Put on Roll With You, the new album from Boston-based soul band Eli “Paperboy” Reed and The True Loves, and chances are you’ll immediately feel the urge to either dance or cry. “That first response to a record is the most important,” says frontman Eli Reed. “If a record comes on and makes you want to dance right away, then you’re doing a good job. If a record comes on and makes you want to cry right away, you’re also doing a good job. I think this album does both.”

Indeed Roll With You is a vital, gospel-tinged mix of sweaty, up-tempo numbers and aching, lovelorn ballads — all originals — that connect instantly thanks to the passion of this young performer and his equally young band. The True Loves may employ classic soul stylings — such as anguished vocals and a raucous horn section — but they make the music their own by performing it with the youthful abandon that only a group of seven talented guys in their ’20s can muster. The fact that it’s soul music, and not, say, punk rock is merely incidental. “I think my songs take of a lot of different influences into account,” Reed says. “I just don't see that there's that much of a difference between us and any other rock band out there, except that our songs are better.” Spoken with the swagger of a true soul man. For Reed, a 24-year-old native of Brookline, MA, playing soul music is simply a matter of having good taste. A walking encyclopedia of the genre’s history, Reed grew up listening to his music critic father’s collection of gospel, blues, country, soul, and R&B records and eventually taught himself to play guitar, piano, and harmonica. Then, at age 18, he got a first-hand education when he moved to Clarksdale, MS, one of the birthplaces of the blues, in the North Mississippi Delta, where he sang and played guitar with various soul, R&B, and blues bands at local clubs, and received informal lessons in performing from legendary blues drummer Sam Carr. “I learned a lot about singing because the audiences are very tough,” says Reed, whose has both a spine-tingling soul scream and a pleading falsetto in his vocal arsenal. “You really have to be on your game just to be able to last the night. If you’re going to perform for three or four hours, you’ve got to have stamina.” After spending nine months in Mississippi, Reed enrolled at the University of Chicago and got himself a gig singing and playing piano on the city’s South Side at a church run by former Chess Records’ soul singer-turned-minister Mitty Collier, using the $50 a week he earned to buy records for his college radio show. In 2004, after a year of school, Reed returned to Boston and began to assemble the True Loves, which has undergone several line-up changes in the last three years, but now features Mike Montgomery (bass), Ryan Spraker (guitar), Paul Jones (tenor sax), Ben Jaffe (tenor sax), Patriq Moody (trumpet), and Andy Bauer (drums). Reed self-released an album of soul covers and originals, entitled Eli “Paperboy” Reed Sings Walkin’ and Talkin’ and the band played out all over the Northeast, earning glowing praise from the local press. The Boston Phoenix called Reed “a gifted young singer and guitarist,” while the Boston Globe raved about Reed’s “authentic and sincere music and vision,” calling him “a consummate musician.”Through it all, Reed and the True Loves have proved that soul music is a social leveler that cuts across age, race, and musical taste barriers. “We’ve played shows in basements with punk bands and the punk kids love it,” Reed says. “We play rock clubs and kids my age are dancing. Then there will be the old guy who comes up and says, ‘I saw Otis Redding in the ’60s. Give me a hug.’ That has happened on more than one occasion.”No doubt the fans are responding to the energy of the band’s live show — a high-voltage experience the band captures to full effect on Roll with You, which was recorded at Boston’s Q Division studio with in-house producer Ed Valauskas. The album delivers from start to finish from the lead-off barnstormer “Stake Your Claim,” to the swaggering “The Satisfier,” to the dance-floor clarion call “(Doin’ the) Boom Boom” to the gospel shuffle of “Take My Love,” through to the longing ballads “(Am I Just) Fooling Myself” and “It’s Easier.” “I’m all about love songs,” Reed says. “The best songs in the world are boy/girl songs; everyone can relate to them.”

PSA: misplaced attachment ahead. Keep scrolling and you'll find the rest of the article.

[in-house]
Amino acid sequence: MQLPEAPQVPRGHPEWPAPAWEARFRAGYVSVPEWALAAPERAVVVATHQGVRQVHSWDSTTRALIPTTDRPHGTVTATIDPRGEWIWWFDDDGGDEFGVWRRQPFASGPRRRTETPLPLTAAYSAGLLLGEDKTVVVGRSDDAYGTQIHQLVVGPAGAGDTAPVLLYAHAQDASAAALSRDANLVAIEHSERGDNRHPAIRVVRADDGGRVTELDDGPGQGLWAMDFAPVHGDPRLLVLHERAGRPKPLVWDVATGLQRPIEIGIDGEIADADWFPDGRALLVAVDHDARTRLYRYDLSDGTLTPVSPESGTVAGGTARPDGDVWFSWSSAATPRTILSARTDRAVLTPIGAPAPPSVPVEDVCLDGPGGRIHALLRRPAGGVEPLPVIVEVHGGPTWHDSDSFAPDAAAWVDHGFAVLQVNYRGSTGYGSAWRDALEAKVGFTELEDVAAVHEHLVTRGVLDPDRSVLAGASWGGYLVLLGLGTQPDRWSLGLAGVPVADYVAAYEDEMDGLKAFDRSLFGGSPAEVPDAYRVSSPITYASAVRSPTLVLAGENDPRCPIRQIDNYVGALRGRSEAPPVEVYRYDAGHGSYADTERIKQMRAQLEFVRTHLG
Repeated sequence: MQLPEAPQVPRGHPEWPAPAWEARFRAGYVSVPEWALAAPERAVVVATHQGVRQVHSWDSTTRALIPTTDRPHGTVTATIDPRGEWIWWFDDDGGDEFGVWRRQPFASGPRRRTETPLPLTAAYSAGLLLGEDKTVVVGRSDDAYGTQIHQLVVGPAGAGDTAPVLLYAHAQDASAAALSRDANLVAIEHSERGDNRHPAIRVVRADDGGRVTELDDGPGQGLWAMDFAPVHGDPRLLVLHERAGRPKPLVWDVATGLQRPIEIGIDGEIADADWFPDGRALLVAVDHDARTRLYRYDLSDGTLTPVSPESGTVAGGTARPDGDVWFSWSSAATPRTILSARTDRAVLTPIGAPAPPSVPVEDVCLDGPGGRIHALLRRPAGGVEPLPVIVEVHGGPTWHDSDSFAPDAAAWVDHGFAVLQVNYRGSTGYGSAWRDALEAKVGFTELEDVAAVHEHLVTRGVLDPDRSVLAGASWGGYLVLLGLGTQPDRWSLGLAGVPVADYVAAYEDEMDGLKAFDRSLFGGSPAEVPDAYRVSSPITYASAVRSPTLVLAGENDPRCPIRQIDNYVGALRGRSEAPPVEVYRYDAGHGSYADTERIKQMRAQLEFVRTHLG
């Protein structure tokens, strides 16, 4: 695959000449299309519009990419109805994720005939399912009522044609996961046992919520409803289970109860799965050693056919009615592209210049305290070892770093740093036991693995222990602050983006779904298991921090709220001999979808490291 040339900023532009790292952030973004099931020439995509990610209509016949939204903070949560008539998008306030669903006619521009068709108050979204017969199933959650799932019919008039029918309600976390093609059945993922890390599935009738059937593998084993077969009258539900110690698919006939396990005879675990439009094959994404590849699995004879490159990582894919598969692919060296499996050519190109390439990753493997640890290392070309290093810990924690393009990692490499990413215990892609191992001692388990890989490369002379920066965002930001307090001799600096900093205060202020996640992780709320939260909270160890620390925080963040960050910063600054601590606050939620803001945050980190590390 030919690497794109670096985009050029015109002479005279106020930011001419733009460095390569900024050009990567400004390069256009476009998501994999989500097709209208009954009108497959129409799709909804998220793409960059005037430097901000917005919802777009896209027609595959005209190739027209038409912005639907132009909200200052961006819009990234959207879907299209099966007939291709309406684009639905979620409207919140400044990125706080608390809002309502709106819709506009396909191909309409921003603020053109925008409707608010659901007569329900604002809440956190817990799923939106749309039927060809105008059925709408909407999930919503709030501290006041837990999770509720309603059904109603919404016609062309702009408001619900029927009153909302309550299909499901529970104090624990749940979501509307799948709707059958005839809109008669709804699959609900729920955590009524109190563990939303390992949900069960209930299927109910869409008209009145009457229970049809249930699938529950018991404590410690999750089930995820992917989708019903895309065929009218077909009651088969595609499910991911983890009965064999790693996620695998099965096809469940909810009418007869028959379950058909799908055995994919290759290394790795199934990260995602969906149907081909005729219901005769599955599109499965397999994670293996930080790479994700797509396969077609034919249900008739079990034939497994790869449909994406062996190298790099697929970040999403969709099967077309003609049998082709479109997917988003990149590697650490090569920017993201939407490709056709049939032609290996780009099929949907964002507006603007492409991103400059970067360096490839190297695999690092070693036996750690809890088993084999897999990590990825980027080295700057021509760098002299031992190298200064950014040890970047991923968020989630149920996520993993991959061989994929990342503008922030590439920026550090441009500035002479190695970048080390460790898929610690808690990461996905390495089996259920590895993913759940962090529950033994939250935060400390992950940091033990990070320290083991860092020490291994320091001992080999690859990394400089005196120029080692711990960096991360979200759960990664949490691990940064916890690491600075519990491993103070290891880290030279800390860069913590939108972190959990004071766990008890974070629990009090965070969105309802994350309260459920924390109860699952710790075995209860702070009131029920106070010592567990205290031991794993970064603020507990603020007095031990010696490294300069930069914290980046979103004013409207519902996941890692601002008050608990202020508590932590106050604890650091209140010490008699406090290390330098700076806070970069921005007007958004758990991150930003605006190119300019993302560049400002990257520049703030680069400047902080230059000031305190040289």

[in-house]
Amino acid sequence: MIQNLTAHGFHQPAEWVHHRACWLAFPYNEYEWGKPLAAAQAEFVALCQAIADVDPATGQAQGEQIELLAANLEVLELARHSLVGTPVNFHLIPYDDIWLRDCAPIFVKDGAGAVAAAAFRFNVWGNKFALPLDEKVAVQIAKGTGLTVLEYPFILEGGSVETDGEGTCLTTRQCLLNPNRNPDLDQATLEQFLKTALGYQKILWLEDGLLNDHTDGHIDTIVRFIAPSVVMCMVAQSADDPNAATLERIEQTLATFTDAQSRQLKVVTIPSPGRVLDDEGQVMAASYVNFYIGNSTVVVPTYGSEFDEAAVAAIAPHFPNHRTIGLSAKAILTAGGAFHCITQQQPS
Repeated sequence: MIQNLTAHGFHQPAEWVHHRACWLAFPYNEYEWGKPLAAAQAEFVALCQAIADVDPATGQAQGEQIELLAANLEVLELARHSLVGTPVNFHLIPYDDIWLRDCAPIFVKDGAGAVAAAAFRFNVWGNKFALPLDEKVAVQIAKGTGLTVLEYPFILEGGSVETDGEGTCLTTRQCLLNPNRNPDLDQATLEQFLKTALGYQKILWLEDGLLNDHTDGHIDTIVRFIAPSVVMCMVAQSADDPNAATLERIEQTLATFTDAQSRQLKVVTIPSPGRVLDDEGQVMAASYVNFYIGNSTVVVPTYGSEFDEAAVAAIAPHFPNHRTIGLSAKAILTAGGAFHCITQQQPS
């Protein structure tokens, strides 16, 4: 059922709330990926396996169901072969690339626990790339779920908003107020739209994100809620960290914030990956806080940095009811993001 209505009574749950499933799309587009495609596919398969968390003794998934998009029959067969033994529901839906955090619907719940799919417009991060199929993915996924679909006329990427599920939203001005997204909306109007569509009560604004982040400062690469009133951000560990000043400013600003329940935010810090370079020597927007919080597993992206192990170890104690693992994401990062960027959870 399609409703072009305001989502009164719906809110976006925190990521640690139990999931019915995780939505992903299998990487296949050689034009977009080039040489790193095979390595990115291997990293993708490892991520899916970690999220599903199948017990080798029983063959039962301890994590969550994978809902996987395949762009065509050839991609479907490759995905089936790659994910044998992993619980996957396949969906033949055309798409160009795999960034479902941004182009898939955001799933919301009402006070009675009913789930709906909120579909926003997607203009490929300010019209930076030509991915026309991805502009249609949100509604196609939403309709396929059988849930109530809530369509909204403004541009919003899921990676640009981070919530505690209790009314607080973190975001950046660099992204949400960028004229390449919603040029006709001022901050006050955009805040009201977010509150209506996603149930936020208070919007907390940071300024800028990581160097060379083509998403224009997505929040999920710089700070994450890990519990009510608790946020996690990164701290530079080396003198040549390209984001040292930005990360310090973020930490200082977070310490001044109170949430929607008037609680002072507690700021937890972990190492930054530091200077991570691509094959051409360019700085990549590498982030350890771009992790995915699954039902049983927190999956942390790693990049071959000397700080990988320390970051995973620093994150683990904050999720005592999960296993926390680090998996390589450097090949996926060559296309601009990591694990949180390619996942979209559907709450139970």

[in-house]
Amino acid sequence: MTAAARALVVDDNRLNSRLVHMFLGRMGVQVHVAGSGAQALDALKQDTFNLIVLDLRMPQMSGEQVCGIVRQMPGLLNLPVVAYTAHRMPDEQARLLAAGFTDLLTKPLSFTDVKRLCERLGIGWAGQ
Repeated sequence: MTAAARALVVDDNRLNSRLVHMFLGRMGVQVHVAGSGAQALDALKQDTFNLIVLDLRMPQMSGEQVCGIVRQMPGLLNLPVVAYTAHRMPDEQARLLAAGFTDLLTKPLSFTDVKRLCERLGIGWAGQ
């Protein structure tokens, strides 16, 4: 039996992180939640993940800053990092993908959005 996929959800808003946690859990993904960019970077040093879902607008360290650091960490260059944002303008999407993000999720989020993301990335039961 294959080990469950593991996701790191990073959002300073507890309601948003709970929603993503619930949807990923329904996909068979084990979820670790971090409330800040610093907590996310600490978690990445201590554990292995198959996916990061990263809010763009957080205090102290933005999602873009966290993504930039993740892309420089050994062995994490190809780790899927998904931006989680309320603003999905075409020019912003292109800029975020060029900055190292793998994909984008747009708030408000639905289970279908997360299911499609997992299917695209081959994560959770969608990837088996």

Of course it also helps that Reed is an electrifying showman who puts his heart into every song with a depth of feeling that would do his musical forefathers proud. “I just want to make people feel something,” he says. “You’ve got to get the audience emotionally involved and make people feel what you’re feeling. That’s the whole point of soul music. You have to make them feel like they got their money’s worth."